Incidentally, several equipment supports or footers now on the market combine a degree of rigidity with a measured amount of damping, without being overly compliant. These devices seem particularly well suited for connecting components to a platform already isolated by a suspension. (See my Townshend/Vibraplane review elsewhere in this issue for some examples.)
The Phono Challenge: The Pneumatic Edge
Far more elaborate and effective examples of damped suspensions can be found in certain high-end turntable designs employing very compliant, viscous-damped springs, generally with lower, less intrusive resonant frequencies. However, the tonearm mass and cartridge compliance of most LP players results in a natural resonance with a frequency between 10Hz and 15Hz. Therefore, with a typical turntable, we need to achieve excellent isolation by just 10Hz! Unfortunately, the vertical resonant frequency of many turntable suspensions overlaps this region of tonearm resonance. To complicate matters, the suspension's horizontal frequency will tend to be even higher than the vertical. In such a system, amplification of the suspension's natural resonance directly exacerbates that of the tonearm/cartridge, resulting in the addition of sonic colorations.
Among the notable exceptions to this quandary are the unusual and reportedly successful suspensions found in the SME 30 (around 4Hz), the Versa Dynamics 'tables (2.5Hz in both planes), the Kuzma Reference (at 2.2Hz), and a number of other high-end designs. Better turntables employ suspensions that damp both the suspension and tonearm to minimize the amplitude of these resonances, particularly with regard to vibrations in the audible bandwidth, and often achieve good results. However, even these well-designed spring-based suspensions have a tough job handling the isolation requirements of a turntable. These additional factors partially explain why:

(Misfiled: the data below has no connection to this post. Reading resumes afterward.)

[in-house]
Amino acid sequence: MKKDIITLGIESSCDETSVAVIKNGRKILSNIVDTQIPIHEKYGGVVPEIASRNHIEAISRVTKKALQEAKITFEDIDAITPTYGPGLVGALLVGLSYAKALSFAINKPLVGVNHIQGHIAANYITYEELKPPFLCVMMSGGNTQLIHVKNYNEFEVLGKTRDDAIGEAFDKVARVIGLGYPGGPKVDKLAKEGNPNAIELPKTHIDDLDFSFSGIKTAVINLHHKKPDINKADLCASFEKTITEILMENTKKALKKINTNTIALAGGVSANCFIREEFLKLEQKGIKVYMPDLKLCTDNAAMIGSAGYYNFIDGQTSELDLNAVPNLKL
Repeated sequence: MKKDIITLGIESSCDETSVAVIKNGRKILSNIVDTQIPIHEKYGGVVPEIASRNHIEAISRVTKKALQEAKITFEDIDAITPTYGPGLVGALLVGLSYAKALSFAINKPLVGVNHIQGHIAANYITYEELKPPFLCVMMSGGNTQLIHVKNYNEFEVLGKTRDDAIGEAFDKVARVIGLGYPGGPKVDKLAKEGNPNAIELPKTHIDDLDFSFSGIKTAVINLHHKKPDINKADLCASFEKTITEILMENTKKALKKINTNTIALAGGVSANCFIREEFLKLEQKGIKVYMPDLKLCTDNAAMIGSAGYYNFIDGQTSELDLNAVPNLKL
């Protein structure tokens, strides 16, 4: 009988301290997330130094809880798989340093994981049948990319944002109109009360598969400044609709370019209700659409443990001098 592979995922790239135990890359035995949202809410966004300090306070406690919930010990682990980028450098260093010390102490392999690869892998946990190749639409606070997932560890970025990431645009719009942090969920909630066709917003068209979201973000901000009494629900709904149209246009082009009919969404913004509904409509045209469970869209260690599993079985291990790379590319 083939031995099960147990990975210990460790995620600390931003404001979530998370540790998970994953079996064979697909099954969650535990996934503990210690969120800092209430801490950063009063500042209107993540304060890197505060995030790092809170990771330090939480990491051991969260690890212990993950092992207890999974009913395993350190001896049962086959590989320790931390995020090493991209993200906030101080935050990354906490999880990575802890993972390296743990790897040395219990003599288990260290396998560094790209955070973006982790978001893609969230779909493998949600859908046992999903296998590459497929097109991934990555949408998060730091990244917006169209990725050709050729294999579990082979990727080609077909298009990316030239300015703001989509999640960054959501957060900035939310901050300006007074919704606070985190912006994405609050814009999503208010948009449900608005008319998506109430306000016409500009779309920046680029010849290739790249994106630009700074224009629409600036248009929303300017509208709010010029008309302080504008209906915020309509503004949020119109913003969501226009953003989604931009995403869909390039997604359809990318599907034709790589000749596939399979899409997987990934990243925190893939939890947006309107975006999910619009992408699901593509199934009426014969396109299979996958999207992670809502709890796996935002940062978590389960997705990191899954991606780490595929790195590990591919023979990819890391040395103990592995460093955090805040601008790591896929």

Earlier, I alluded to the need for vibration attenuation in both the vertical and horizontal planes. Almost every spring- or elastomer-based design has significantly better vertical than horizontal isolation. As a result, "flanking paths" can be created, allowing horizontal resonances to impair the overall isolation effectiveness of a suspension. Without nearly equal isolation in both planes, serious compromise is inevitable for any turntable system. The flanking mechanism can also be exacerbated by the reactive damping inherent in most spring and elastomer systems.
Modern low-output cartridges, the vagaries of the stylus/groove interface, and ever-more-refined amplifying electronics place tremendous burdens on not only the suspension, but every aspect of turntable design. These systems can amplify a signal over 30,000 times to portray the subtlest hall ambience or textural nuance---those tiny details that give recorded music so much life, vitality, and spatial resolution. Since a turntable's arm/cartridge system requires maximum isolation to be achieved in both planes by 10Hz, we need a suspension with a bidirectional natural frequency well below 5Hz, when possible.